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Prospective Cohort Study Evaluating Identification Rate of Sentinel Node in the Management of Endometrial Cancer Utilizing a Combined Method of Cervical and Myometrial Injections

18 Years
Open (Enrolling)
Uterine Neoplasms, Sentinel Lymph Node Biopsy

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Trial Information

Prospective Cohort Study Evaluating Identification Rate of Sentinel Node in the Management of Endometrial Cancer Utilizing a Combined Method of Cervical and Myometrial Injections

About 20 percent of women diagnosed with uterine cancer have spread outside of the uterus,
mainly to the lymph nodes. If these metastases are recognized these women can still be cured
with chemotherapy and radiation. Unfortunately different kind of imaging are not very
sensitive in identifying patients with lymph node metastases and currently a complete
removal of the lymph nodes in the pelvis and around the aorta is the gold standard
diagnostic test. Sentinel node biopsy (SLNB) is a surgical technique that aims to identify
the nodes that drain specifically the area were the tumor is located. A tracer is injected
around the tumor and then the locoregional lymph nodes are tested for the presence of this
tracer (blue dye and a radioactive substance). If the sentinel lymph node does not contain
cancer, then there is a high likelihood that the cancer has not spread to any other area of
the body.The benefits of doing sentinel node biopsy is that it decreases the potential
complications associated with the removal of all the lymph nodes. This technique is the
standard treatment for other cancers as breast cancer and melanoma and is emerging as a
promising technique in gynecological cancers.

There is no agreement regarding the best technique to do SLNB in women with uterine cancer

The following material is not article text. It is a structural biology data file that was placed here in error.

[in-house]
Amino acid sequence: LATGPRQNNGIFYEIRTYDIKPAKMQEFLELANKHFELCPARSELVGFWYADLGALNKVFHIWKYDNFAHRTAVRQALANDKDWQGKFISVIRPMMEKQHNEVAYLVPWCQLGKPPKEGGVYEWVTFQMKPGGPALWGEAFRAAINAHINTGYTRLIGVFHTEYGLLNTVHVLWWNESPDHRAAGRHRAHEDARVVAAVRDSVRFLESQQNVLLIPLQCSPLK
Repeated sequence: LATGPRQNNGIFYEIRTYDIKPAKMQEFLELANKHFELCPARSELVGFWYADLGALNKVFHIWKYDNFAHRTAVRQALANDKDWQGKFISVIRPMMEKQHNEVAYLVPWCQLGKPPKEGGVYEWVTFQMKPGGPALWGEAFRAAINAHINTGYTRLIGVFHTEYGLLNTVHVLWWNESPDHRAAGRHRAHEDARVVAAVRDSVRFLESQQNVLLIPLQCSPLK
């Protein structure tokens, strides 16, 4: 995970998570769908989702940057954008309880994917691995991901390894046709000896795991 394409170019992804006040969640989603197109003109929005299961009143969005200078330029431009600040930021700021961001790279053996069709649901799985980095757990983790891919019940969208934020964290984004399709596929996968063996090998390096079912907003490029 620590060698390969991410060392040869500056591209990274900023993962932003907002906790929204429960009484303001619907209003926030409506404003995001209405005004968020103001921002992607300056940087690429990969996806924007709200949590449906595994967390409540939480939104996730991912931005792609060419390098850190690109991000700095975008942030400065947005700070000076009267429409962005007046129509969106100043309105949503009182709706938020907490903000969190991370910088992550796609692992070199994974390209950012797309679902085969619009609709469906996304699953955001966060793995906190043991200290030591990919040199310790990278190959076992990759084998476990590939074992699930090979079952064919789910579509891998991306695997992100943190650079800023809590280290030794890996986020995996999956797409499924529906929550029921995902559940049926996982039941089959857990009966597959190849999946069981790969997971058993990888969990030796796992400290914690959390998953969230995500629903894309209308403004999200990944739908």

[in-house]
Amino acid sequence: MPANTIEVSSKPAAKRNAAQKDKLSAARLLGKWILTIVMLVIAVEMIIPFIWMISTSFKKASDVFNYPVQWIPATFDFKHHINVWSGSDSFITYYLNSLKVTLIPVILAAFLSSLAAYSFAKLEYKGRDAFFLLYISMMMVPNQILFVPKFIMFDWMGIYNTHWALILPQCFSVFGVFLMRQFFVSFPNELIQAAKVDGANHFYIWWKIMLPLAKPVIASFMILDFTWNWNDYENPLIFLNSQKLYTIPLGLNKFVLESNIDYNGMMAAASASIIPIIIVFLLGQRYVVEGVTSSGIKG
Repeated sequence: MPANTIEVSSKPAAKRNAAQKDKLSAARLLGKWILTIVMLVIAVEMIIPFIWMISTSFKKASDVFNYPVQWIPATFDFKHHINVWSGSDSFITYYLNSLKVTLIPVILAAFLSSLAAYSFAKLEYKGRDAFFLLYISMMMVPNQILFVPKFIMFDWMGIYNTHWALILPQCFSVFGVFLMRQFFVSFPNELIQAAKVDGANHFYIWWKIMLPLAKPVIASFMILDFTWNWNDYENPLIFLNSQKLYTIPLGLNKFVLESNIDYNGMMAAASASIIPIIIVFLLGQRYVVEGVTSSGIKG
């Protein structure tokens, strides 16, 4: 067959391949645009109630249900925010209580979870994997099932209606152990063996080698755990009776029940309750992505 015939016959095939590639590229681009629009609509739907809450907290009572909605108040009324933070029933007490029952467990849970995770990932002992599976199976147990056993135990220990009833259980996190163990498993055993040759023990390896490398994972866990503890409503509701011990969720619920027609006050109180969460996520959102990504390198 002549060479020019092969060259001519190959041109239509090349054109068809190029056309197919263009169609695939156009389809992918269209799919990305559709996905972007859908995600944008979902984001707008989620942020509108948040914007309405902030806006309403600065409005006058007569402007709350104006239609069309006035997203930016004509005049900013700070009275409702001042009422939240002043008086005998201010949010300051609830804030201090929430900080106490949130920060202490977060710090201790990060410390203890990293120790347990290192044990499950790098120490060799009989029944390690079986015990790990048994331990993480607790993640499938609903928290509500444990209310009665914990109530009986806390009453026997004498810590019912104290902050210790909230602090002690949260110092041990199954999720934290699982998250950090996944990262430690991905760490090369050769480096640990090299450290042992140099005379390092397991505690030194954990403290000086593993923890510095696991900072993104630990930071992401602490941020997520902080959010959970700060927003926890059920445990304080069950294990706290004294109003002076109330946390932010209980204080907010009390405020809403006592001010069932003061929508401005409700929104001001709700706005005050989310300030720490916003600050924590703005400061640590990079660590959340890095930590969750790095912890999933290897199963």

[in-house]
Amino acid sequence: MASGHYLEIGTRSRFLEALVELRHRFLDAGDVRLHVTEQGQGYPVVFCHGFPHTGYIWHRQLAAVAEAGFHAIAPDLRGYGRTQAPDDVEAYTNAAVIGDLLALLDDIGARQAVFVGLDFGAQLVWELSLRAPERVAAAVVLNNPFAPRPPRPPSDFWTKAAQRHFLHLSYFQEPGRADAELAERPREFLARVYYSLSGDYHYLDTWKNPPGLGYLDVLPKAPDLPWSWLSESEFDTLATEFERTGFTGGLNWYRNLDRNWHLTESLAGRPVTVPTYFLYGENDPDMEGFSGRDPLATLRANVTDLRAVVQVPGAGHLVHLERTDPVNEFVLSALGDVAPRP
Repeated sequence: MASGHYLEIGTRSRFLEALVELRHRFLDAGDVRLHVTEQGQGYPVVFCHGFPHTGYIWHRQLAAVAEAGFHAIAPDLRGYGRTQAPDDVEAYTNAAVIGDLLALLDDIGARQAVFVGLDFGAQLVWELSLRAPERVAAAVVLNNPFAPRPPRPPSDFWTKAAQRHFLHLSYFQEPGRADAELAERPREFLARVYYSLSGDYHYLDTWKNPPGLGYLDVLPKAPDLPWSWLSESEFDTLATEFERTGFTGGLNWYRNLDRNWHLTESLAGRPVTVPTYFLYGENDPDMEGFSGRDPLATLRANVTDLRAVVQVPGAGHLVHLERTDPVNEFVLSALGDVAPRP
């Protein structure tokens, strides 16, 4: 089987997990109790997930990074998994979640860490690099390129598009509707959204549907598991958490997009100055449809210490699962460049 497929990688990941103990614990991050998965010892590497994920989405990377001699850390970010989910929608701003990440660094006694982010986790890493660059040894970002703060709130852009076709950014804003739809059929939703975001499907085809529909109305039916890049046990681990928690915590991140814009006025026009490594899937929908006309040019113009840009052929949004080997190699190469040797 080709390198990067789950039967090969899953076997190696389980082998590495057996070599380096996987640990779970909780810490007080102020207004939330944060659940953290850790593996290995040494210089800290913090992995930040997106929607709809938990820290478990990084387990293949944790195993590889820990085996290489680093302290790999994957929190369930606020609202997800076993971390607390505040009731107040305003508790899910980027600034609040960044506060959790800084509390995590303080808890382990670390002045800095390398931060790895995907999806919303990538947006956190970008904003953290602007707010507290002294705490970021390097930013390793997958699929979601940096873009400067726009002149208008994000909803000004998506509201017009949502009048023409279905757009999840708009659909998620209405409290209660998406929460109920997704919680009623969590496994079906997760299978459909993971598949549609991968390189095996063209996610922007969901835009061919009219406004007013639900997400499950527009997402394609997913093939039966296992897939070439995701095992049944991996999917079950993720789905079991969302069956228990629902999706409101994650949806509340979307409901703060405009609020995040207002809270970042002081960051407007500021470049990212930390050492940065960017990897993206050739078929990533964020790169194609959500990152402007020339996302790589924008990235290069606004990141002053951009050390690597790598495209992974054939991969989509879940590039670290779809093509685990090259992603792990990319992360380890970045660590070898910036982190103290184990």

and this procedure is still at the stage of determining feasibility. Since 1996, there have
been publications aiming to determine the most appropriate way to do sentinel node in
uterine cancer. As the uterus cannot be reached preoperatively for tracer injection, the
standard approach for other tumor sites of preoperative peritumoral injection of Technetium
99 followed by intraoperative injection of blue dye has needed to be modified. Blue dye with
or without a radiocolloid have been administered either subserously (the uterus outer
layer), cervically, dually, and hysteroscopically with a wide range of results in terms of
identification rates of sentinel nodes. Certain factors as site of injection, volume and
number of injections, interval time since injection to identification of sentinel nodes and
surgical approach as laparotomy versus laparoscopy have been associated with the likelihood
of identifying these nodes.

This study plans to determine the pattern of lymphatic drainage for the cervix and corpus of
the uterus by injecting a different tracer in these 2 sites and also to incorporate all
factors that have been proved to be associated with a better identification rate of sentinel
nodes in a protocol in order to determine if this technique is feasible and reliable.

Inclusion Criteria:

1. Women older than 18 years old

2. Endometrial cancer

3. Histologies: Grade 2 and 3 endometrioid adenocarcinoma, clear cell and papillary
serous carcinoma

4. Suitable candidates for surgery

5. Clinically stage 1 or confined to the uterus

Exclusion Criteria:

1. Grade 1 endometrioid adenocarcinoma

2. Metastatic disease

Type of Study:


Study Design:

Intervention Model: Single Group Assignment, Masking: Open Label, Primary Purpose: Diagnostic

Outcome Measure:

Location of Sentinel node

Outcome Description:

Locations: internal iliac, external iliac, common iliac, paraaortic or presacral areas Location will be registered by type of sentinel nodes: blue nodes, reflecting the uterine pattern of lymphatic flow (after myometrial injection of blue dye)and hot nodes, reflecting cervical pattern of lymphatic flow (after injection of Technetium 99 in the cervix)

Outcome Time Frame:

Measurement for each participant will be performed between 2-4 hours after injecting Technetium 99 in the cervix

Safety Issue:


Principal Investigator

Waldo G Jimenez, MD MSc

Investigator Role:

Principal Investigator

Investigator Affiliation:

McMaster University


Canada: Hamilton Health Sciences

Study ID:




Start Date:

November 2012

Completion Date:

December 2014

Related Keywords:

  • Uterine Neoplasms
  • Sentinel Lymph Node Biopsy
  • Uterine Neoplasms
  • Sentinel Lymph Node Biopsy
  • Neoplasms
  • Endometrial Neoplasms
  • Uterine Neoplasms
  • Adenoma